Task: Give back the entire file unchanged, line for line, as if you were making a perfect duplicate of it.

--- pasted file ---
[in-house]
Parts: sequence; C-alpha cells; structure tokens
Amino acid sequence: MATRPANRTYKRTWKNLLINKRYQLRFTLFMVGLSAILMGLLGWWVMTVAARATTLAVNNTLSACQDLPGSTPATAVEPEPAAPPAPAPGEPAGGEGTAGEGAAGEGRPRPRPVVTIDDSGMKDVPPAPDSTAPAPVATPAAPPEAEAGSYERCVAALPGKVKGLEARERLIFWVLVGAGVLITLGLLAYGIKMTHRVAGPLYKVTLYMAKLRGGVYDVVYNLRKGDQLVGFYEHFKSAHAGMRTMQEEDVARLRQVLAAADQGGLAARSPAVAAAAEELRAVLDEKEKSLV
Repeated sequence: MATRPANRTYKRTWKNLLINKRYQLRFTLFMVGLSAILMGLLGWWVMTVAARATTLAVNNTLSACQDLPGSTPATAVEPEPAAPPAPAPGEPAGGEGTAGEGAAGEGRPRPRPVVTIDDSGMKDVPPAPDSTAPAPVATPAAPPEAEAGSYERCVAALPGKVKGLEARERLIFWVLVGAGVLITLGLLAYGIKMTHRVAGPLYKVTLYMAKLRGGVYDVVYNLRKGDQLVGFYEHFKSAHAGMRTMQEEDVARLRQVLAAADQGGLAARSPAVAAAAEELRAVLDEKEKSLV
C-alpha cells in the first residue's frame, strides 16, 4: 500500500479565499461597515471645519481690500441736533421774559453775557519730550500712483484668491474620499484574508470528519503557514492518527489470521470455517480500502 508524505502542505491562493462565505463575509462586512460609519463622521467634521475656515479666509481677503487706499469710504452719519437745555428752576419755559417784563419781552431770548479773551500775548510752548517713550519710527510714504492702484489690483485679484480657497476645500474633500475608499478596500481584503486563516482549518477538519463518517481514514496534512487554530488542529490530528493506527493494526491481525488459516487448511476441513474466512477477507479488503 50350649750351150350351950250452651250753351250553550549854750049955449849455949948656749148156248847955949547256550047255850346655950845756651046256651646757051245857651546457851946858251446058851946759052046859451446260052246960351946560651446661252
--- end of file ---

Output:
[in-house]
Parts: sequence; C-alpha cells; structure tokens
Amino acid sequence: MATRPANRTYKRTWKNLLINKRYQLRFTLFMVGLSAILMGLLGWWVMTVAARATTLAVNNTLSACQDLPGSTPATAVEPEPAAPPAPAPGEPAGGEGTAGEGAAGEGRPRPRPVVTIDDSGMKDVPPAPDSTAPAPVATPAAPPEAEAGSYERCVAALPGKVKGLEARERLIFWVLVGAGVLITLGLLAYGIKMTHRVAGPLYKVTLYMAKLRGGVYDVVYNLRKGDQLVGFYEHFKSAHAGMRTMQEEDVARLRQVLAAADQGGLAARSPAVAAAAEELRAVLDEKEKSLV
Repeated sequence: MATRPANRTYKRTWKNLLINKRYQLRFTLFMVGLSAILMGLLGWWVMTVAARATTLAVNNTLSACQDLPGSTPATAVEPEPAAPPAPAPGEPAGGEGTAGEGAAGEGRPRPRPVVTIDDSGMKDVPPAPDSTAPAPVATPAAPPEAEAGSYERCVAALPGKVKGLEARERLIFWVLVGAGVLITLGLLAYGIKMTHRVAGPLYKVTLYMAKLRGGVYDVVYNLRKGDQLVGFYEHFKSAHAGMRTMQEEDVARLRQVLAAADQGGLAARSPAVAAAAEELRAVLDEKEKSLV
C-alpha cells in the first residue's frame, strides 16, 4: 500500500479565499461597515471645519481690500441736533421774559453775557519730550500712483484668491474620499484574508470528519503557514492518527489470521470455517480500502 508524505502542505491562493462565505463575509462586512460609519463622521467634521475656515479666509481677503487706499469710504452719519437745555428752576419755559417784563419781552431770548479773551500775548510752548517713550519710527510714504492702484489690483485679484480657497476645500474633500475608499478596500481584503486563516482549518477538519463518517481514514496534512487554530488542529490530528493506527493494526491481525488459516487448511476441513474466512477477507479488503 50350649750351150350351950250452651250753351250553550549854750049955449849455949948656749148156248847955949547256550047255850346655950845756651046256651646757051245857651546457851946858251446058851946759052046859451446260052246960351946560651446661252